Uber drivers and tax

Being an Uber driver is a relatively new and unique way of earning money and can be an option for many people with a driver’s license and a good car. Unfortunately a lot of Uber drivers do not realise the income tax and GST implications.    

The Australian Taxation Office (ATO) has stated that all Uber drivers must be registered for GST. Unlike other industries, it does not matter how much income you earn through Uber driving; from your first dollar earned you must register. Once registered for GST, you will need to start lodging quarterly Business Activity Statements and pay GST of 1/11th of your gross fares, less expenses to the ATO.

As well as remitting GST on earnings, you will also have to declare your net Uber income in your annual tax return. Uber earnings work like any other business income or contract work done under an ABN in that tax is applied at your marginal tax rate. It is important to plan for the tax payable on this income and to look at saving a percentage of earnings to cover the inevitable year-end tax bill.

There is a large range of expenses you can claim as an Uber driver to reduce your GST liability and income tax payable.

Expenses which relate to your motor vehicle include:

  • Fuel
  • Registration
  • Insurance
  • Repairs
  • Tyres
  • Maintenance Costs
  • Cleaning
  • Depreciation based on the original cost of your car
  • Interest if the vehicle is financed

To claim these costs you must keep a logbook for three months recording all travel. After this period you can use the log book to calculate your work-use percentage and claim a proportion of car expenses based on this percentage. For full time Uber drivers the business use percentage will be high which entitles them to claim a large proportion of these costs.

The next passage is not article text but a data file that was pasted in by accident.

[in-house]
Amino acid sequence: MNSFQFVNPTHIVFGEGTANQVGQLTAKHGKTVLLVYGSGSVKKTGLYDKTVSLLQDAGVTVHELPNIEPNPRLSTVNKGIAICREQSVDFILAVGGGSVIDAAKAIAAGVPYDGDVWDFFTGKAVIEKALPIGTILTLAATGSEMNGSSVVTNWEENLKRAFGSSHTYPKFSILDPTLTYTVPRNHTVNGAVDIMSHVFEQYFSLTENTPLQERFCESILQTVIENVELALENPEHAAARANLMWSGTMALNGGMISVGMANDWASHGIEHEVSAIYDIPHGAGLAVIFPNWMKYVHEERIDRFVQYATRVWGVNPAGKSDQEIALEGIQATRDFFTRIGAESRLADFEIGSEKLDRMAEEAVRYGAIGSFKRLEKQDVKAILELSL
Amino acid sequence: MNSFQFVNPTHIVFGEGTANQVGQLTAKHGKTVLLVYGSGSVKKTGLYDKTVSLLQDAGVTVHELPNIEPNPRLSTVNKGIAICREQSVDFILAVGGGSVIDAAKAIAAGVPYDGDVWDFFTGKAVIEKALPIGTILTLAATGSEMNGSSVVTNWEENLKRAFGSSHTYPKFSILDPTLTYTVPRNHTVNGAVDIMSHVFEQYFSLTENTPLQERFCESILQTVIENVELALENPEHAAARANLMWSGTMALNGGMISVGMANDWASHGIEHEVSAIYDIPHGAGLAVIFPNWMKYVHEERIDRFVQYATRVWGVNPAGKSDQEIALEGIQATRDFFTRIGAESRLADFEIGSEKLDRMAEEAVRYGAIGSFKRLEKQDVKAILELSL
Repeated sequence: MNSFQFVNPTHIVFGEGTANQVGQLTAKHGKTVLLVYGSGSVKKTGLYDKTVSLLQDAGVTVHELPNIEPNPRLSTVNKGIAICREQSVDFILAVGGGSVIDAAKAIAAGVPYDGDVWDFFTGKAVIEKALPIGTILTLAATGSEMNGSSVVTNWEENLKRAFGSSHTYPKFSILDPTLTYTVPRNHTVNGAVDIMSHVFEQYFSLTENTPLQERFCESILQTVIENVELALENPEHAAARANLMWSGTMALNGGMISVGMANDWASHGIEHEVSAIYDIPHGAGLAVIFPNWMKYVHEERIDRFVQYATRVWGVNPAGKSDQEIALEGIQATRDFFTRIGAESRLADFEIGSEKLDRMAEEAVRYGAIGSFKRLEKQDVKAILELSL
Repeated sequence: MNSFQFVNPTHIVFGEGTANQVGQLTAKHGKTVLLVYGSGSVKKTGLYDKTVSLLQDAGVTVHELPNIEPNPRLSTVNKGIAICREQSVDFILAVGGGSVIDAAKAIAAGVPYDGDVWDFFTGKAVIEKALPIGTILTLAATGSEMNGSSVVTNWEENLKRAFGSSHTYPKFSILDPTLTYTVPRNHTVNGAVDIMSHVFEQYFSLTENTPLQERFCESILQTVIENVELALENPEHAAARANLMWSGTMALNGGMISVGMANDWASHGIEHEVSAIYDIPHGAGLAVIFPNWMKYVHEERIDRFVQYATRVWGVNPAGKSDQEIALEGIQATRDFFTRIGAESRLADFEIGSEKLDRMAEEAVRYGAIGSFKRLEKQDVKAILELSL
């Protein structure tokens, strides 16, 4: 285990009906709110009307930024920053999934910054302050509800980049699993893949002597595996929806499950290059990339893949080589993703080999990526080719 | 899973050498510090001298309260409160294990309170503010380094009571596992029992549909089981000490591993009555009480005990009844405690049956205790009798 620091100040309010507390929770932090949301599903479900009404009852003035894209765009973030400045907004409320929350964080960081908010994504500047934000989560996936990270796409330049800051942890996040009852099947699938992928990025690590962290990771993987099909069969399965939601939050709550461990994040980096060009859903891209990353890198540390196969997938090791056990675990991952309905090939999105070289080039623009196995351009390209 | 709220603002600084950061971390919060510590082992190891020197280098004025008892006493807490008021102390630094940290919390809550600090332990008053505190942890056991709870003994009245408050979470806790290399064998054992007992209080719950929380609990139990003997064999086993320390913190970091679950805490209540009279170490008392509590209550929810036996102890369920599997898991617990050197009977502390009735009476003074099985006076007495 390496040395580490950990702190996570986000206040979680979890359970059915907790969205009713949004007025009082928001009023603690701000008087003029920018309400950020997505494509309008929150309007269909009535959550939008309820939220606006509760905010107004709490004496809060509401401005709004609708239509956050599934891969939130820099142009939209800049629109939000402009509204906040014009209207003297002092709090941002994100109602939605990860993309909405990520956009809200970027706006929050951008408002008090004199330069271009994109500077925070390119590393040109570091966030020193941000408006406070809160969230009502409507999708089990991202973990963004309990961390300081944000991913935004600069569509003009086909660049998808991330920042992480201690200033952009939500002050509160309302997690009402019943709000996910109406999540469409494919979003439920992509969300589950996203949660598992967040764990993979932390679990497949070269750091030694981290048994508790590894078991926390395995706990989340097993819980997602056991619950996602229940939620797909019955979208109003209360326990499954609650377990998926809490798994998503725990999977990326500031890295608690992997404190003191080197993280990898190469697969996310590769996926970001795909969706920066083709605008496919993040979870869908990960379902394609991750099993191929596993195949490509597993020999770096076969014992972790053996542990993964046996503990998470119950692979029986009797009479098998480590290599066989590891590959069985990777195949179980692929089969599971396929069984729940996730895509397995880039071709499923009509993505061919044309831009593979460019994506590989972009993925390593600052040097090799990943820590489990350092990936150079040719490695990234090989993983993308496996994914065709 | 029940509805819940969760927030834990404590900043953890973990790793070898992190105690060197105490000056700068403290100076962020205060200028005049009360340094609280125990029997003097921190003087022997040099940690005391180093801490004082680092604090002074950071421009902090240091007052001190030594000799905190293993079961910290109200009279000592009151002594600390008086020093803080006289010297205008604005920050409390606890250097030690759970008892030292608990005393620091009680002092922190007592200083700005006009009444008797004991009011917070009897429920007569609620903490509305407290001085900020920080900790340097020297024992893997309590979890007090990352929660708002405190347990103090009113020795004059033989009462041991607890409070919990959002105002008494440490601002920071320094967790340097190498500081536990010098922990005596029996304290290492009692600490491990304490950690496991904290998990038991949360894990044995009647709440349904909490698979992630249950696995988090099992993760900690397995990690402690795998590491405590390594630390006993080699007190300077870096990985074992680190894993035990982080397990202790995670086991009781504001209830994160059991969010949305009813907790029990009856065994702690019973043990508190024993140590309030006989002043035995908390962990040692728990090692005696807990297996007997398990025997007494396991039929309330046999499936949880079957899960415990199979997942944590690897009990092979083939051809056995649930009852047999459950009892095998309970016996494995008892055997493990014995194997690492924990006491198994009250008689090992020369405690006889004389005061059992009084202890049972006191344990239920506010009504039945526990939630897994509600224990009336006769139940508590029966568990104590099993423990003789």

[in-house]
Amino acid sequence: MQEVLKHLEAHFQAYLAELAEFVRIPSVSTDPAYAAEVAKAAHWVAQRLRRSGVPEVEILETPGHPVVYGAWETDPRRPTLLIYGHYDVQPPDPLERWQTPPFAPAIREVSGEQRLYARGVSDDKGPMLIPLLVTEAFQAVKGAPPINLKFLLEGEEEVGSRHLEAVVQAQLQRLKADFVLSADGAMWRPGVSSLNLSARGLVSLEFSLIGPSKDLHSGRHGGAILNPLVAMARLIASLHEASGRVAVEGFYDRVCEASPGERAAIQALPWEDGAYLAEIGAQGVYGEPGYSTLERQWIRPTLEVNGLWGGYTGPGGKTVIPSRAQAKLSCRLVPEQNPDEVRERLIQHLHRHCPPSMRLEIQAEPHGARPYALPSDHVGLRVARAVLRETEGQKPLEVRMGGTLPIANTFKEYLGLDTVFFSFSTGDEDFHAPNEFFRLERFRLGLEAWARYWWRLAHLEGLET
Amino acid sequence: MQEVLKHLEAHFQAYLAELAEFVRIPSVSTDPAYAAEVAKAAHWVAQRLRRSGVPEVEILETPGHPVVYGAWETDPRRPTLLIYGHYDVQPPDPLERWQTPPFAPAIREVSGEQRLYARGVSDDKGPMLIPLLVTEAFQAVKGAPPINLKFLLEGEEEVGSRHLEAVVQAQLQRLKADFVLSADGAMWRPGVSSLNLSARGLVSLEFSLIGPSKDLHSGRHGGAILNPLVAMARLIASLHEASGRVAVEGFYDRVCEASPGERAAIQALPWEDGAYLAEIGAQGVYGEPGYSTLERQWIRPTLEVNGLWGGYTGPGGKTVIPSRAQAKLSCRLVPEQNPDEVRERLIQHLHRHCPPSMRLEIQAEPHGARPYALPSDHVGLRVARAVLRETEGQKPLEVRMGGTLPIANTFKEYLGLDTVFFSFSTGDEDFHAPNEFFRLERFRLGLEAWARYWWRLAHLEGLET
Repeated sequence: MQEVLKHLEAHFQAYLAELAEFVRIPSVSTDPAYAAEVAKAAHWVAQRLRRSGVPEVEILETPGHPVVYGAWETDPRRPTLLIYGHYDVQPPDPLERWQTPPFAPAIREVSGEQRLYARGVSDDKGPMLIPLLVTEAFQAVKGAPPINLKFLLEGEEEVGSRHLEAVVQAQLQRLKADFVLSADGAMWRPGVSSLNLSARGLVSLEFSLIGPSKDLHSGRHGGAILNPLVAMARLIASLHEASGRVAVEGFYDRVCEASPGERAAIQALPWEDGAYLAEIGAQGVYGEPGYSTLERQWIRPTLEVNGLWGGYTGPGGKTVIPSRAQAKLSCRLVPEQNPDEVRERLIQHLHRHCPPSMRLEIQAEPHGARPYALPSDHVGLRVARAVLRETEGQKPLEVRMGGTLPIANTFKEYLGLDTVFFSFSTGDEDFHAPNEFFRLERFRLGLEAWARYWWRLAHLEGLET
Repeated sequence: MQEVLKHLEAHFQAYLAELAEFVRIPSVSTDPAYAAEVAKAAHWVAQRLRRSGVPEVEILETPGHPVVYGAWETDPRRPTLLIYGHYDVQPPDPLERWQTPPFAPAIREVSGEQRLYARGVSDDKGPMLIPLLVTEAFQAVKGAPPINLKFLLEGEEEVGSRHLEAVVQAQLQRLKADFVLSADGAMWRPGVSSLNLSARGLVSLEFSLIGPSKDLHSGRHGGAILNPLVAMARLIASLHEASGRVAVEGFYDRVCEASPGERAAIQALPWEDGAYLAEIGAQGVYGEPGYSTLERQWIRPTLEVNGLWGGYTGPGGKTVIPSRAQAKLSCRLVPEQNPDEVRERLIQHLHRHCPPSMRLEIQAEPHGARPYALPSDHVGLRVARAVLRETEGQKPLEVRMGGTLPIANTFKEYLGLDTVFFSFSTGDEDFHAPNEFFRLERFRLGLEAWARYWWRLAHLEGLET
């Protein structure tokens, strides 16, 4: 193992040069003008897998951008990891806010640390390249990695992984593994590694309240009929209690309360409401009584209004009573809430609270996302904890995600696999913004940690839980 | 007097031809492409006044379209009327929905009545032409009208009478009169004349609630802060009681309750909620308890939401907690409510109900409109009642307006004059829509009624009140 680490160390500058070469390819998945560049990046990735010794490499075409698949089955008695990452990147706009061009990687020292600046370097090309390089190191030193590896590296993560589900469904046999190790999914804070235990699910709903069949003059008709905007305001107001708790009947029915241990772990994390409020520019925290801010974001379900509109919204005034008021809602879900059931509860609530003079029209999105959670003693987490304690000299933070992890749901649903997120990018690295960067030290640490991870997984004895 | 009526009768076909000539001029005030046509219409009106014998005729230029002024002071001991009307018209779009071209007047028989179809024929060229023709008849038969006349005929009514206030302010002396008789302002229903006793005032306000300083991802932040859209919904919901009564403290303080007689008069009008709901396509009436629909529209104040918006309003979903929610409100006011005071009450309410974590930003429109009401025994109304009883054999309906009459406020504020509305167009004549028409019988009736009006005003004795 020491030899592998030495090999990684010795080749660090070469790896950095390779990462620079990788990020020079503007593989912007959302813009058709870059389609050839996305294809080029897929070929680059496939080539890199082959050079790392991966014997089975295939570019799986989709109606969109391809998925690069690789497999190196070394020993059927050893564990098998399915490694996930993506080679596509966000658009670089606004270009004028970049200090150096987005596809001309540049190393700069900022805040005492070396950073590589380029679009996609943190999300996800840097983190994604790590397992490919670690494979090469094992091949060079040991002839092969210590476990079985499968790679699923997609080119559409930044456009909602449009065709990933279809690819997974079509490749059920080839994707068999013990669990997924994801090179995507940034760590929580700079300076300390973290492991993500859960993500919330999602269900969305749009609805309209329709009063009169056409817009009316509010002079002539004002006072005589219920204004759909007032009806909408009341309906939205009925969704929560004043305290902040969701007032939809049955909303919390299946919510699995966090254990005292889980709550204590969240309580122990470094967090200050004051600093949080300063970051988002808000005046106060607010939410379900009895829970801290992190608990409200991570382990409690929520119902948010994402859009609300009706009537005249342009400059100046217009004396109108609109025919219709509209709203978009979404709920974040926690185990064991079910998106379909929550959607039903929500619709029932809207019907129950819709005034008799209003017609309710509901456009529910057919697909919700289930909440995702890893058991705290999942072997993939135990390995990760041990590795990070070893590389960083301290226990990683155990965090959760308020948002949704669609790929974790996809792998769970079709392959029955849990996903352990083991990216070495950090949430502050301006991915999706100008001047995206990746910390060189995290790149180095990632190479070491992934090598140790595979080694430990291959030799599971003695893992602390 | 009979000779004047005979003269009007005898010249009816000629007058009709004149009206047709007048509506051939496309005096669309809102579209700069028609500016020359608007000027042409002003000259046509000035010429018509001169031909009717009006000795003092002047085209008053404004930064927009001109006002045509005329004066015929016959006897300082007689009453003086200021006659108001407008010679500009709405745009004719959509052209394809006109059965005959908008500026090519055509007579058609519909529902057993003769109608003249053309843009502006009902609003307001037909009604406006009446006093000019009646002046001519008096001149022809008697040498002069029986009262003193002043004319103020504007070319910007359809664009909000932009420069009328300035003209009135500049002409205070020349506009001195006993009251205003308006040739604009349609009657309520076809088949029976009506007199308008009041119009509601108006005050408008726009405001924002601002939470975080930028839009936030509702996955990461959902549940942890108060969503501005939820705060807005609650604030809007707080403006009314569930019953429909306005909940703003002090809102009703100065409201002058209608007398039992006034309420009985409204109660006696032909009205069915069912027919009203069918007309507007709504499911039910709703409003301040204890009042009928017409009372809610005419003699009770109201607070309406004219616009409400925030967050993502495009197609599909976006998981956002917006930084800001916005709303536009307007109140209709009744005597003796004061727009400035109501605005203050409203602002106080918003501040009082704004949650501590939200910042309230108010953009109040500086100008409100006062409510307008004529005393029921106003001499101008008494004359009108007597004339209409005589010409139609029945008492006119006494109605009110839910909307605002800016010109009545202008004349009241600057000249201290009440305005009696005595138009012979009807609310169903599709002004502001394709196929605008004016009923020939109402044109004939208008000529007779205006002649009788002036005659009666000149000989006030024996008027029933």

Other expenses that could be claimable include mints and water for passengers, mobile phone costs and stationery.

In order to claim the above expenses you will need to keep appropriate records as evidence. A good start is to open a new bank account and only use it for Uber income and expenses. All relevant information for completing an annual tax return and quarterly BAS obligations will all be in one location. Don’t forget you must also keep all receipts.

If you are planning on doing some Uber driving to earn some additional income or you are already an Uber driver and have not considered your GST and income tax obligations it is highly recommended to see an accountant or tax agent. A tax agent can register you for GST, help prepare quarterly business activity statements, plan how much to save for your upcoming tax bill and lodge your tax return.

The ATO has recently stated that they are targeting Uber drivers for undeclared income and GST. They have access to third party data from Uber for matching against the income you declare. So if you are an Uber driver and haven’t got your tax affairs in order you should do so as soon as possible.

Other related blogs:

Do I need to register for GST?
The sharing economy and taxation

Author: Rhys Frewin
Email: [email protected]